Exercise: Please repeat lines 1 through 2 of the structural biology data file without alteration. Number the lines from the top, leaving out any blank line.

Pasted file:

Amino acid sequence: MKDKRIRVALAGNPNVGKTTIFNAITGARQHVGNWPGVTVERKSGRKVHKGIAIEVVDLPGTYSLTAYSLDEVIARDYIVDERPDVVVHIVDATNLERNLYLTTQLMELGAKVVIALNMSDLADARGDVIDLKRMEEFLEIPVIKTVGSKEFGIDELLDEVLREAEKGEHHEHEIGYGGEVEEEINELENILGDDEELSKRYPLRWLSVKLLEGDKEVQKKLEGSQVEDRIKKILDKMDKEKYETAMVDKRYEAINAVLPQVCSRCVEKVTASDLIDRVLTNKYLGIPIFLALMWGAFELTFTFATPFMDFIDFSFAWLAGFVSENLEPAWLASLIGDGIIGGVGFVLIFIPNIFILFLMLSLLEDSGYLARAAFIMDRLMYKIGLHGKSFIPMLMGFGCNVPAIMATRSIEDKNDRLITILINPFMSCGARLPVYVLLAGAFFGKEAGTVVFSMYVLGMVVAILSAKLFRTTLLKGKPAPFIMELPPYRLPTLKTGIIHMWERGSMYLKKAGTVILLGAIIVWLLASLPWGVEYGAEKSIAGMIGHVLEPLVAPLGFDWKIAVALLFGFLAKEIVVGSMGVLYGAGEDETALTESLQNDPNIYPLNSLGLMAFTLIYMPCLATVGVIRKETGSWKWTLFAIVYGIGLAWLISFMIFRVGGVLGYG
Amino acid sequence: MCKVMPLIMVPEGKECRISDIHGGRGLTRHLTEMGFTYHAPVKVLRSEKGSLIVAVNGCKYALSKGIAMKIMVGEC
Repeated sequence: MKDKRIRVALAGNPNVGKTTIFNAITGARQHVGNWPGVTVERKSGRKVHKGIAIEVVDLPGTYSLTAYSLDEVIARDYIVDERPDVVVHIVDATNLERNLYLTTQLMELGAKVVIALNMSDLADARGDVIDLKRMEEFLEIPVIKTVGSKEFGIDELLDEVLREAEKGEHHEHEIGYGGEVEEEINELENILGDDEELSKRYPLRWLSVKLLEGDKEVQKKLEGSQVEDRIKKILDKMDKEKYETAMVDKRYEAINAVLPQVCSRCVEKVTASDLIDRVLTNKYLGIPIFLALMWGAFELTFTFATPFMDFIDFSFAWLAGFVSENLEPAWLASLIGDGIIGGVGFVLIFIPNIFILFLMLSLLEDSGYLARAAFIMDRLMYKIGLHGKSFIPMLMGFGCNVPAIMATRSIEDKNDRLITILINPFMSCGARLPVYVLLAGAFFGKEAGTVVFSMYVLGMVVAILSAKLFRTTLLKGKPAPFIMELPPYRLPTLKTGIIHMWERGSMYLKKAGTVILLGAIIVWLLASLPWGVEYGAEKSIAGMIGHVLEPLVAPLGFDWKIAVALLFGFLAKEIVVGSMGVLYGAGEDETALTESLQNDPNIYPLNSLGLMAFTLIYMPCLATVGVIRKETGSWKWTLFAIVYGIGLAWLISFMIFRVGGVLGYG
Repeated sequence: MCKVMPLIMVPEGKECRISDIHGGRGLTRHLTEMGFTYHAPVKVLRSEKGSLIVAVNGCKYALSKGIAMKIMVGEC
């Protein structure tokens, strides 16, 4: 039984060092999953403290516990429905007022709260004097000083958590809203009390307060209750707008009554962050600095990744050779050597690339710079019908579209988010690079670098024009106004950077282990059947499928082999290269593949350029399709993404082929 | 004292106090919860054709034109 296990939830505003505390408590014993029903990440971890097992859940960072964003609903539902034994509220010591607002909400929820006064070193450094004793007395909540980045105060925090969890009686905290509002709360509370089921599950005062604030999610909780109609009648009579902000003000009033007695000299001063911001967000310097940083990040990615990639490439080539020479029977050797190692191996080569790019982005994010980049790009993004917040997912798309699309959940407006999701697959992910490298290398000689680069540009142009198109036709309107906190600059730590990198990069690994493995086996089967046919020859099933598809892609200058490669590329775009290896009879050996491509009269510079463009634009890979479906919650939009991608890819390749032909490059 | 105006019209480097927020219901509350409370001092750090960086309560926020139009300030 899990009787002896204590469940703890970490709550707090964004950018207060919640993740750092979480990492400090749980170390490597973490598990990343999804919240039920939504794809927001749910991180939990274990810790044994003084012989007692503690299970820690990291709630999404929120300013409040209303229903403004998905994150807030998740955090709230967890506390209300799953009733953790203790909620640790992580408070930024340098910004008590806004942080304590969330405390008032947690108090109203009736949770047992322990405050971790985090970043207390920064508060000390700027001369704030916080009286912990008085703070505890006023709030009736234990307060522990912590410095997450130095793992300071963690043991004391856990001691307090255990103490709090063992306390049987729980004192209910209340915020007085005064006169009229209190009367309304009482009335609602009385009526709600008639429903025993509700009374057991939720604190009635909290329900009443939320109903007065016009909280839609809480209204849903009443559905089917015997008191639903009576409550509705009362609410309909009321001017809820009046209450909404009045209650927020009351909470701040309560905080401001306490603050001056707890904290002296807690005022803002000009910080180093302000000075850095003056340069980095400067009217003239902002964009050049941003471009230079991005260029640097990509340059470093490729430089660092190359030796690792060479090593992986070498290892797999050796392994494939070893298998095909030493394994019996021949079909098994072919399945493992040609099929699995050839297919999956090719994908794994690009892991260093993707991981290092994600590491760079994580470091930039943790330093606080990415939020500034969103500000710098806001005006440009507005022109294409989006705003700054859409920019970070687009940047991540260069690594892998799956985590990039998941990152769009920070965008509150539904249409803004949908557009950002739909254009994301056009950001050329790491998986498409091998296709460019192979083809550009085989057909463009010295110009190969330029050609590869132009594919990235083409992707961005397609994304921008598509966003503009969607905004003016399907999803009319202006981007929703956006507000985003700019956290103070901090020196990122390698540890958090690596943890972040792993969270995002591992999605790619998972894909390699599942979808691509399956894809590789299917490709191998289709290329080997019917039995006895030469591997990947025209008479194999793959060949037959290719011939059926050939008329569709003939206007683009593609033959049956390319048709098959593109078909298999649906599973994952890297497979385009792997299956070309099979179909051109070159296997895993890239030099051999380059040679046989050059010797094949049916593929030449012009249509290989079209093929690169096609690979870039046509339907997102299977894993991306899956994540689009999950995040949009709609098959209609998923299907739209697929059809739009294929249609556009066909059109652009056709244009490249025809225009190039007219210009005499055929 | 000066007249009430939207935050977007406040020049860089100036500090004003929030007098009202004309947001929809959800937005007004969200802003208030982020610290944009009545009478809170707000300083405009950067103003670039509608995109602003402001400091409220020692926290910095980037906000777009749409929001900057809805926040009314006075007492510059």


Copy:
Amino acid sequence: MKDKRIRVALAGNPNVGKTTIFNAITGARQHVGNWPGVTVERKSGRKVHKGIAIEVVDLPGTYSLTAYSLDEVIARDYIVDERPDVVVHIVDATNLERNLYLTTQLMELGAKVVIALNMSDLADARGDVIDLKRMEEFLEIPVIKTVGSKEFGIDELLDEVLREAEKGEHHEHEIGYGGEVEEEINELENILGDDEELSKRYPLRWLSVKLLEGDKEVQKKLEGSQVEDRIKKILDKMDKEKYETAMVDKRYEAINAVLPQVCSRCVEKVTASDLIDRVLTNKYLGIPIFLALMWGAFELTFTFATPFMDFIDFSFAWLAGFVSENLEPAWLASLIGDGIIGGVGFVLIFIPNIFILFLMLSLLEDSGYLARAAFIMDRLMYKIGLHGKSFIPMLMGFGCNVPAIMATRSIEDKNDRLITILINPFMSCGARLPVYVLLAGAFFGKEAGTVVFSMYVLGMVVAILSAKLFRTTLLKGKPAPFIMELPPYRLPTLKTGIIHMWERGSMYLKKAGTVILLGAIIVWLLASLPWGVEYGAEKSIAGMIGHVLEPLVAPLGFDWKIAVALLFGFLAKEIVVGSMGVLYGAGEDETALTESLQNDPNIYPLNSLGLMAFTLIYMPCLATVGVIRKETGSWKWTLFAIVYGIGLAWLISFMIFRVGGVLGYG
Amino acid sequence: MCKVMPLIMVPEGKECRISDIHGGRGLTRHLTEMGFTYHAPVKVLRSEKGSLIVAVNGCKYALSKGIAMKIMVGEC